Raising Men in the Aftermath of Feminism

Photo by Kristi Phillips

It’s no secret now that, while women are still fighting for equal pay and the face of power remains decidedly male, the gender gap in schools didn’t close, it flipped directions. Girls and women at all levels of education, from elementary to collegiate, are outstripping boys – so much so that some colleges are even giving a little extra boost for the guys (yes, you heard that right, affirmative action for white males). Nicholas Kristof provides a nice summary of the problem here and Businessweek has another good one here, but even a cursory poke around Google will bring you a slew of articles from across the Western nations documenting this counter-intuitive trend.

Meanwhile, when we look around at male role models in popular culture, what do we see? Primarily, a glorification of one of two things: underperformance (a la Peter Griffin, Homer Simpson, etc.), or androgyny (types like Michael Cera, “metrosexuality,” dare I even mention Ryan Gosling?). We have to look to Mad Men to find masculinity of the type we used to revere – except they’re all philanderers and misogynists, so that ideal is certainly tarnished.

Toss in rising divorce rates plus a “gotcha!” culture of news media (if I may borrow that phrase) focused on catching politicians and celebrities with their pants down, so to speak (for good or ill), and we have a recipe for stripping society of role models to look towards. I’m being a little blase and overgeneralizing an incredibly complex issue here, but the truth is men these days are often confused about what role they should play and are taught to be ashamed of manliness rather than to uphold its virtues.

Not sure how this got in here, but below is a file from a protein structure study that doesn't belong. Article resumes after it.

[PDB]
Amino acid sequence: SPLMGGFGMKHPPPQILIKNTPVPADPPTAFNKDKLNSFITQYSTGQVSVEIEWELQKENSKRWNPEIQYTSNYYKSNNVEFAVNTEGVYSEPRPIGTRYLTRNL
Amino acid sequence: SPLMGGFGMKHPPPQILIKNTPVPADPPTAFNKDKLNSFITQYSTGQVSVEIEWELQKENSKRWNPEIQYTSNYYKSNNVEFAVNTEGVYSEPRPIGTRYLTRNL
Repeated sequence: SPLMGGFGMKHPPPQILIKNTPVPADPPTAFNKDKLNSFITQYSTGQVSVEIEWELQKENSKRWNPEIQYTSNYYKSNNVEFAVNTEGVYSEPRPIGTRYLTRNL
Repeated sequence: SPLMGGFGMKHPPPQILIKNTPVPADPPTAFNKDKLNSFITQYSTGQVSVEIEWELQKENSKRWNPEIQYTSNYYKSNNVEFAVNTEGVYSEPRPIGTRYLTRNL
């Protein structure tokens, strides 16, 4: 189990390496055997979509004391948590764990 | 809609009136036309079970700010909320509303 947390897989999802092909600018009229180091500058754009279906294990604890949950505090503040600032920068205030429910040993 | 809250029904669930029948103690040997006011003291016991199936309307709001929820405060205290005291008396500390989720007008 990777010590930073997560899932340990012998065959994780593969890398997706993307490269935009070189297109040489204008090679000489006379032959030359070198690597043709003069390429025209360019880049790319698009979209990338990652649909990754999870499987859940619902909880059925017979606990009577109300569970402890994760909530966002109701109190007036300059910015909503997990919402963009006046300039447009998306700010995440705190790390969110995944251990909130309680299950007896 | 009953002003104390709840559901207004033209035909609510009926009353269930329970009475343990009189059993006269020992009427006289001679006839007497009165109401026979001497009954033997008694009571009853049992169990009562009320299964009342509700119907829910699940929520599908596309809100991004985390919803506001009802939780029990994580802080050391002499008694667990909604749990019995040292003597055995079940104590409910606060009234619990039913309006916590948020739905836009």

We’ve focused so much attention on girl power and what it means to raise a confident, empowered woman, that we’ve forgotten the need to guide our boys too. But we’re doing our girls no favors, when they grow up to be strong, smart, independent women only to find there are no men they can respect to stand strong beside them. Building women up does not require tearing down our boys.